The two are mutually exclusive of one another, but I combined them on a recent visit to get a taste, literally, of both.
I should clarify that the Master Wine Tasting Event is actually two events. The first one features selections from California, Italy and New Zealand and runs through July 25. From July 26 through September 5, the featured wines will be from California, Spain and Australia. Each features 10 wines on the list, and guests may sample all of them for only $25. You may now say “Wow.”
I tried all 10 on my recent visit -- what, I’m going to say no to one or two? -- and the best of the bunch as far as I’m concerned was the 2003 Freemark Abbey Sycamore cabernet Sauvignon blend. But then I’m a sucker for big, full-fruited wines. Miliotes’ tasting notes say it all: “Black raspberries and dark cherries wrapped in a milk chocolate coat.” (By the way, Miliotes is apparently very big on 2003 wines, something to consider as you stroll through your favorite wine shop.)
I also liked the New Zealand Craggy Range Te Kahu merlot from Hawkes Bay. The 2006/07 -- you know how those Aussie and New Zealand vintages are a little off-kilter -- also had good forward fruit, this time very plummy, but also with a bit of spice. Among the whites, the 2006 Cambria Bench Break chardonnay, another California wine, was a standout. I found apples and honeysuckle in the nose and buttery notes on the tongue.
As I said, the master tasting is not meant to be paired with the new bar menu, but there were some nice match-ups nonetheless. The menu features nine items priced from $9 to $19 -- not exactly snacking prices but reasonable when compared to the dining room menu and its premium steaks.
Those looking to have a taste of the Grille’s signature meats will want to consider the miniature tenderloin sandwiches, truly tender and graced with wild mushrooms and a bit of Boursin cheese, delicious on the cute little buns. Or try the “signature cheeseburger” with truffle fries. (We’re almost past this truffle fries phase, aren’t we? Please?) The miniature prosciutto and fresh mozzarella sandwiches (fancy ham and cheese!) were also delicious.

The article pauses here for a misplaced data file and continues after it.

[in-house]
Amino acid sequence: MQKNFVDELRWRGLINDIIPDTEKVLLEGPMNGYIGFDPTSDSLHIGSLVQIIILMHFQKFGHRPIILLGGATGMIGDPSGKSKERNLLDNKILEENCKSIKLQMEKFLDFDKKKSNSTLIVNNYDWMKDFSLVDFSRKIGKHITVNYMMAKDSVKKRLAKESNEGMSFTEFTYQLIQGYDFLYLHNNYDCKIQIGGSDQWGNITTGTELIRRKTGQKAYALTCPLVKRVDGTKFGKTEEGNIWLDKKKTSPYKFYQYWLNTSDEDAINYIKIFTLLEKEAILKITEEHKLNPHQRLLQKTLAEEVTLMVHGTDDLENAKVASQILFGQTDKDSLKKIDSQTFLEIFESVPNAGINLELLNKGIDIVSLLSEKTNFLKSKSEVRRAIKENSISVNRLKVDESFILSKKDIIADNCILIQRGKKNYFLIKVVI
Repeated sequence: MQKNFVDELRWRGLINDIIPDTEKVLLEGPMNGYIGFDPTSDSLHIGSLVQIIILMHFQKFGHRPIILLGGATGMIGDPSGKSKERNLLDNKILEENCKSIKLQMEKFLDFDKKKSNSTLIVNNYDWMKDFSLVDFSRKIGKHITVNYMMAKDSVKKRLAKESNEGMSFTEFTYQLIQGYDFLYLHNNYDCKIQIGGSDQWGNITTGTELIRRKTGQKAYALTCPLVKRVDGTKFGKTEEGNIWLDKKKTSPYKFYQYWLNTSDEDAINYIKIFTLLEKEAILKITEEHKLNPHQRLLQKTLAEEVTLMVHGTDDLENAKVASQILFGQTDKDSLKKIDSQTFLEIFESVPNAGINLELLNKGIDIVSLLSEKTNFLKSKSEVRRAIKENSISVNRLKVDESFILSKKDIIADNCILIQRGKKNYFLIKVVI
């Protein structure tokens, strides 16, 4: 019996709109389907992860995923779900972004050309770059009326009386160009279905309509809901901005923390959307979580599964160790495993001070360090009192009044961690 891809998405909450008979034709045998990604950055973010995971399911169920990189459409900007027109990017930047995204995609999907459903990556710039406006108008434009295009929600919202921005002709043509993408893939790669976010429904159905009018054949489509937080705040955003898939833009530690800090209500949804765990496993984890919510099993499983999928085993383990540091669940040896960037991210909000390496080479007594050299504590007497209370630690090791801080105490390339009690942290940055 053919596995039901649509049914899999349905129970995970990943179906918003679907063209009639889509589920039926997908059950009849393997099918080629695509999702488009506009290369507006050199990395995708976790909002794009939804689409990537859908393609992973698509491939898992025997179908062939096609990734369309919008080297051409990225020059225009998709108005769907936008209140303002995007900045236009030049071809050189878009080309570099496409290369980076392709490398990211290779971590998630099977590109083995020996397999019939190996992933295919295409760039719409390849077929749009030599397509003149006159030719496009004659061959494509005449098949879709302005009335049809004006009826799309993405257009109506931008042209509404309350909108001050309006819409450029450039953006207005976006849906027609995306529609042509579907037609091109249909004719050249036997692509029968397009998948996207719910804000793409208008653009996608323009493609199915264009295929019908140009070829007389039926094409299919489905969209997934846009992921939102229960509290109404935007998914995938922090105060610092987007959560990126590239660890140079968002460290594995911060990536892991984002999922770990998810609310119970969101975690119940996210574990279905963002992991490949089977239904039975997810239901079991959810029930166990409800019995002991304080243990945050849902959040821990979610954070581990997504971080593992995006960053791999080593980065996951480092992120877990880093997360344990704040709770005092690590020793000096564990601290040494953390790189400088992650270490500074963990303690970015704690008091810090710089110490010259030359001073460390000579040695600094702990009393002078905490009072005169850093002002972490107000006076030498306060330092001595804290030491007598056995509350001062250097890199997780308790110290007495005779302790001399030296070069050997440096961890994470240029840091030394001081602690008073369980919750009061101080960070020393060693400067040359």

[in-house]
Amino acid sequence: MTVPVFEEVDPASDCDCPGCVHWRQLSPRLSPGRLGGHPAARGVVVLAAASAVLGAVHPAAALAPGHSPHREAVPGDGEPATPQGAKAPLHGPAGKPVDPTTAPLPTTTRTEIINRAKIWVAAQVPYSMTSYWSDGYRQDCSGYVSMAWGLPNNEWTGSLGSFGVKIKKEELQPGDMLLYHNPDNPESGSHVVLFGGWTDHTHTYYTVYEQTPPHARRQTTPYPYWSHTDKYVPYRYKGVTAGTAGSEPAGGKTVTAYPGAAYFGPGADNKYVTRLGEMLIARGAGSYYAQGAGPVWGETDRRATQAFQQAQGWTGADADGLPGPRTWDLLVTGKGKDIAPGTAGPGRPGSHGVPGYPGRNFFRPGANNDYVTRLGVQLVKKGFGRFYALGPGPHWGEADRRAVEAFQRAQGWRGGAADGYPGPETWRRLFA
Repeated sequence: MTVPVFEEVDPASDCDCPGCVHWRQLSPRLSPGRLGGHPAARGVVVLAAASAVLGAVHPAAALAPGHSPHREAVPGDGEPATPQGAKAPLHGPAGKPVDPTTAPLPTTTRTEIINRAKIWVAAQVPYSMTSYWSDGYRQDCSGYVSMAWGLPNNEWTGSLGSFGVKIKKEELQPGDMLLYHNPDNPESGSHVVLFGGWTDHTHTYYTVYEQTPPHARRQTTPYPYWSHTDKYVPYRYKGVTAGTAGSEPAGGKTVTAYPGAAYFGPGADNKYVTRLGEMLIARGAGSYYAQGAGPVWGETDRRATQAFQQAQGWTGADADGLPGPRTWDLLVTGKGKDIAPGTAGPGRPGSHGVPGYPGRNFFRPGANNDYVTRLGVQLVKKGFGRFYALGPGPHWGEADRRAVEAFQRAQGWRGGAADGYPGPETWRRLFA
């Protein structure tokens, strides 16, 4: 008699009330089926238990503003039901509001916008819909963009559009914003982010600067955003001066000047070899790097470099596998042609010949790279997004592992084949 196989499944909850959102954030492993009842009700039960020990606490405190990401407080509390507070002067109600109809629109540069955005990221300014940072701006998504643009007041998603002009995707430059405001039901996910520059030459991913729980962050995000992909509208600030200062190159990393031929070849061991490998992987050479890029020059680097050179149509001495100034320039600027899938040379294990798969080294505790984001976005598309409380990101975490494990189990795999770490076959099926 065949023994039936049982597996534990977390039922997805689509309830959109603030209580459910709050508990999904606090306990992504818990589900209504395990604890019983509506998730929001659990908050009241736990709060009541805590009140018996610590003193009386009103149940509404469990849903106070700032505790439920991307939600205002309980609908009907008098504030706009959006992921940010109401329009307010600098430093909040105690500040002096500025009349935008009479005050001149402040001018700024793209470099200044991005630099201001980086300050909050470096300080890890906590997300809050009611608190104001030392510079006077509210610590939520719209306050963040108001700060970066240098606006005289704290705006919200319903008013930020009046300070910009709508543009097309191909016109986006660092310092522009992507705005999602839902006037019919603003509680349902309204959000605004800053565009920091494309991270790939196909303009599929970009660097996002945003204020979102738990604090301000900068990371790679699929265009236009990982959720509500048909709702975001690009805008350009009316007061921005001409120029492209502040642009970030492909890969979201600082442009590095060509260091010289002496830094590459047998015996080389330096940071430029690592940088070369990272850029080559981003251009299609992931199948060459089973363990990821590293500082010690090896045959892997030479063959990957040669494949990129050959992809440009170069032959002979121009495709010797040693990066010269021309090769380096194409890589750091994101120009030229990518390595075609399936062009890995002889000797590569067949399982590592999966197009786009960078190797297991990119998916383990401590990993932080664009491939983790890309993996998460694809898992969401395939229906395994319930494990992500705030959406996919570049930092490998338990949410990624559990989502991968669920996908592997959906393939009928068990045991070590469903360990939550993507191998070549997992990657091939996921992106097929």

One of my favorites was the chilled seared tuna, buttery-tender sushi grade fish served with three distinct dipping sauces: wasabi oil, which was just hot enough; white soy for a slightly sweet note; and ginger vinegar for a bit of saltiness. I liked them all. (This, by the way, is the $19 item.)
I also liked the chilled shrimp, three prawn-sized shrimp that were fat and firm and served on a pretty bed of red lettuce with a ginger and mustard vinaigrette. One of the bargains at $9.
The lollipop lamb chops were fine but ultimately non distinct in flavor. They were also a bit overcooked for my taste, which is a good time to point out that none of the bar menu items are cooked to temperature. At least, the servers will not ask what temperature you would prefer. I’m certain that if you chimed in and made the request it would be honored.
The Capital Grille has fit nicely into the Darden pantheon of restaurants, even as its most upscale brand. Managing partner Randy Cook, who has been with TCG since before Darden purchased it, says he’s seen only improvements since the Orlando-based restaurant company took it over.
Me, too. The quality continues to improve. And with the new bar menu, it becomes a little more accessible. But if saving some money when dining out is part of your goal, be sure to take advantage of the wine tasting event, as well.
The Capital Grille is at the Pointe Orlando, 9101 International Drive, Orlando. (Complimentary valet parking is right outside the door.) It’s open for lunch and dinner daily (bar menu available at lunchtime, too). Here’s a link to the Web site.
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